We have been using an iPad for navigation and other tasks aboard Avant since shortly after Apple introduced them. The wide variety of applications (apps), ease of use, and low cost make the devices very attractive aboard. While our experience is almost wholly with iPads, most (if not all) of this experience and advice is directly applicable to Android based tablets and, perhaps, Microsoft surface tablets as well. When we departed for Mexico in 2013, we chose to use iPads as our primary navigation tools, and that choice has served us well.
While we find the change in application design over the last few years for the most part makes the apps larger, and more reliant on direct connection to a rich data link, our use pattern remains the same.
We have 2 iPads, and 2 iPhones, and we have each signed in the same account in the Apple Store. We can load the apps purchased on one device onto the others at no extra charge, providing us with backup(s) — four devices with multiple charting options, a suite of useful apps and integral GPS all ready to go. We buy Apple Store gift cards at Costco in Canada and get about a 10% discount on the apps.
When choosing any tablet, it is important to get one with integral GPS. I think all iPhones and Androids now have integral GPS, but not all iPads and tablets do. When looking at them in a shop, they may appear to have GPS, by providing location finding services via a GPS, which triangulates position using cell towers and/or wifi locations. While adequate for use in urban areas, these are not suitable for navigation aboard. Always check the specifications of any tablet to ensure it has a real GPS capability that works off the cell grid. Many of these tablets (and the Apple iPads in particular) also have 3G, 4G or LTE cellular data capability. While this may be useful, the GPS will work without having a data plan turned on (at least in the case of our iPads).
The GPS in most handsets and tablets is ‘old style’ GPS. It does not have the WAAS (Wide Area Augmentation System) capability that most dedicated GPS receivers, multi-function displays, and chart plotters on the market have today. As a result, it’s a bit less accurate. Most WAAS enabled GPS sets will fix your location with an accuracy of less than 10′, but most tablets and handsets will only get you to within 20-30′ of your location. In practice, it doesn’t matter. If your fix on the chart or display is within 30′ (less than a boat length for most of us), that’s likely good enough.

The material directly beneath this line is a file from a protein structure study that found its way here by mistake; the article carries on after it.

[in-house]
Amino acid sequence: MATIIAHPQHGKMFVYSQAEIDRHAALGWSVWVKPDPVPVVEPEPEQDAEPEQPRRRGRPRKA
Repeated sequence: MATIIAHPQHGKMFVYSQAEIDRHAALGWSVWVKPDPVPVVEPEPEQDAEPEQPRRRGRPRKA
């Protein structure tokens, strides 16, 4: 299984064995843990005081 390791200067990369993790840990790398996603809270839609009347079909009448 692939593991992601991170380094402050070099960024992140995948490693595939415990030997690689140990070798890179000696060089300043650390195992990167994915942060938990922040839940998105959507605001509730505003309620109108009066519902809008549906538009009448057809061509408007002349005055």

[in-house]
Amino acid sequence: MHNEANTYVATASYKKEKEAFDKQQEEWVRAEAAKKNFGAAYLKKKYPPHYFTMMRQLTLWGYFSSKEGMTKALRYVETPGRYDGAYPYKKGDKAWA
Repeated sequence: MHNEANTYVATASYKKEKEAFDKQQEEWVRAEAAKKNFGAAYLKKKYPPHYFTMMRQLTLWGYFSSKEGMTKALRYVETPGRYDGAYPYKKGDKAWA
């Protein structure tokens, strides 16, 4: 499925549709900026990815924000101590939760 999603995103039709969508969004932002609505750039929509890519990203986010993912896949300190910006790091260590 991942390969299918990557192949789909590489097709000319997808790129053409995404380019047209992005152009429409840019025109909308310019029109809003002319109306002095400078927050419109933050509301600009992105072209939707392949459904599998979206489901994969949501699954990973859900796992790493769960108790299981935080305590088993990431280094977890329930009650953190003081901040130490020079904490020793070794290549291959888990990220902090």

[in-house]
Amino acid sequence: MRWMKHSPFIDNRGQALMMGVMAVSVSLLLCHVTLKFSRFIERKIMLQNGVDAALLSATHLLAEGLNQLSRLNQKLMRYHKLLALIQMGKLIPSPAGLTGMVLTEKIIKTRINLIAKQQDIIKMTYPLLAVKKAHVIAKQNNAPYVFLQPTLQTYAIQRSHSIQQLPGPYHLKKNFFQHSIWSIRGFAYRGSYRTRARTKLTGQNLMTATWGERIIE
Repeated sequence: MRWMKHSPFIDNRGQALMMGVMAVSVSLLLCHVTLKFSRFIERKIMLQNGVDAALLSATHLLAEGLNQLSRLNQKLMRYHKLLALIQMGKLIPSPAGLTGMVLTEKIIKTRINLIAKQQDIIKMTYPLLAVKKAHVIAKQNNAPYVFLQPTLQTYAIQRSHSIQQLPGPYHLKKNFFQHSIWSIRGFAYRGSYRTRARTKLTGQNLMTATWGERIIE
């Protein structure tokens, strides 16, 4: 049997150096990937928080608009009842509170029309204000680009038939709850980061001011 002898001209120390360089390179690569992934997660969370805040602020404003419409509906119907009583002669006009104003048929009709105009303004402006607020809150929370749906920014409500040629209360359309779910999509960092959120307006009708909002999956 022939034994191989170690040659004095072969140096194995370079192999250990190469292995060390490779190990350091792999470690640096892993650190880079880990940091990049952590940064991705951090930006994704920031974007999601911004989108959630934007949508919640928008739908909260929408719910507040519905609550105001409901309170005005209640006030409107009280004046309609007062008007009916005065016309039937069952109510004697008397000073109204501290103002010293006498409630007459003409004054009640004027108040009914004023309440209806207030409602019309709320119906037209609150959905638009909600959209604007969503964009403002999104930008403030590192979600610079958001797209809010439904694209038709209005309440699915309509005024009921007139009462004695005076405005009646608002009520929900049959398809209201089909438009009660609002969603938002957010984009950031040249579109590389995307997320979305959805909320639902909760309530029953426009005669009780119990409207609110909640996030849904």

We buy a data plan for one of our phones and use it as a data ‘hotspot’ via cellular data networks, and connect the other devices (including our PCs) to the ‘hotspot’ through wifi when required. This method has replaced the “Banda Ancha” data dongle cellular device often read about in cruising guides for Mexico. The Banda ancha was discontinued by Telcel last year. Using a phone as a hotspot has several advantages over the Banda ancha, in that it is more portable, and the device and its antenna can be raised on deck, hoisted in a bucket up the mast, or carried to a high spot on shore to get reception when on the edge of a coverage area. It can also be used to send text messages and make phone calls.
As most of these devices are not waterproof, or even water resistant beyond a sneeze, we buy waterproof cases for them. We have been using the LifeProof brand with great success, with no issues or failures to date. We have not tested the cases by submersion, but they have proven rain and spray-proof to date. When the touch screens get wet, particularly with salt spray, they become difficult to use. When this happens we just wipe the screen with a dry rag and carry on. For use at night, most of these devices’ screens are too bright, even on their dimmest setting. In this case, look for a set of features usually called ‘accessibility’. Designed for people with visual impairments, these will usually allow you to reverse or manipulate the colour palette on the screen, making it easier to use at night.